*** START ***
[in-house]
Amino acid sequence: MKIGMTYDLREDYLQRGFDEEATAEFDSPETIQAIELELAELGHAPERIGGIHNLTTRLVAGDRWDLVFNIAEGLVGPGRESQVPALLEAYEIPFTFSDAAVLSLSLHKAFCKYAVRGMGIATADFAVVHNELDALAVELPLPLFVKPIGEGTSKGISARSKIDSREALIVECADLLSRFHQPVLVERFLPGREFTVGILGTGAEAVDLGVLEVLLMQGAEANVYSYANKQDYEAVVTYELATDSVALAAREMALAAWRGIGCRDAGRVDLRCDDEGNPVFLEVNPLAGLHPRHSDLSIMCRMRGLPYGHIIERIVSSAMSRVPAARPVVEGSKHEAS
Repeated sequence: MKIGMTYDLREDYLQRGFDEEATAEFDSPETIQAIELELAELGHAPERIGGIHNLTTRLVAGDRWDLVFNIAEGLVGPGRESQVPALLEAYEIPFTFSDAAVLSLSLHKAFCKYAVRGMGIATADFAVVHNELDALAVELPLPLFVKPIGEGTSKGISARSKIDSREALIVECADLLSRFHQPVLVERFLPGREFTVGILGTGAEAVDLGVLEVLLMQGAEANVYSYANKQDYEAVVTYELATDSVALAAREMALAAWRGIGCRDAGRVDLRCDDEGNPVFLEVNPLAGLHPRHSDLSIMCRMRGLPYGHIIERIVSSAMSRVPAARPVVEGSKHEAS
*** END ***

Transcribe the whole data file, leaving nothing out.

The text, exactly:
[in-house]
Amino acid sequence: MKIGMTYDLREDYLQRGFDEEATAEFDSPETIQAIELELAELGHAPERIGGIHNLTTRLVAGDRWDLVFNIAEGLVGPGRESQVPALLEAYEIPFTFSDAAVLSLSLHKAFCKYAVRGMGIATADFAVVHNELDALAVELPLPLFVKPIGEGTSKGISARSKIDSREALIVECADLLSRFHQPVLVERFLPGREFTVGILGTGAEAVDLGVLEVLLMQGAEANVYSYANKQDYEAVVTYELATDSVALAAREMALAAWRGIGCRDAGRVDLRCDDEGNPVFLEVNPLAGLHPRHSDLSIMCRMRGLPYGHIIERIVSSAMSRVPAARPVVEGSKHEAS
Repeated sequence: MKIGMTYDLREDYLQRGFDEEATAEFDSPETIQAIELELAELGHAPERIGGIHNLTTRLVAGDRWDLVFNIAEGLVGPGRESQVPALLEAYEIPFTFSDAAVLSLSLHKAFCKYAVRGMGIATADFAVVHNELDALAVELPLPLFVKPIGEGTSKGISARSKIDSREALIVECADLLSRFHQPVLVERFLPGREFTVGILGTGAEAVDLGVLEVLLMQGAEANVYSYANKQDYEAVVTYELATDSVALAAREMALAAWRGIGCRDAGRVDLRCDDEGNPVFLEVNPLAGLHPRHSDLSIMCRMRGLPYGHIIERIVSSAMSRVPAARPVVEGSKHEAS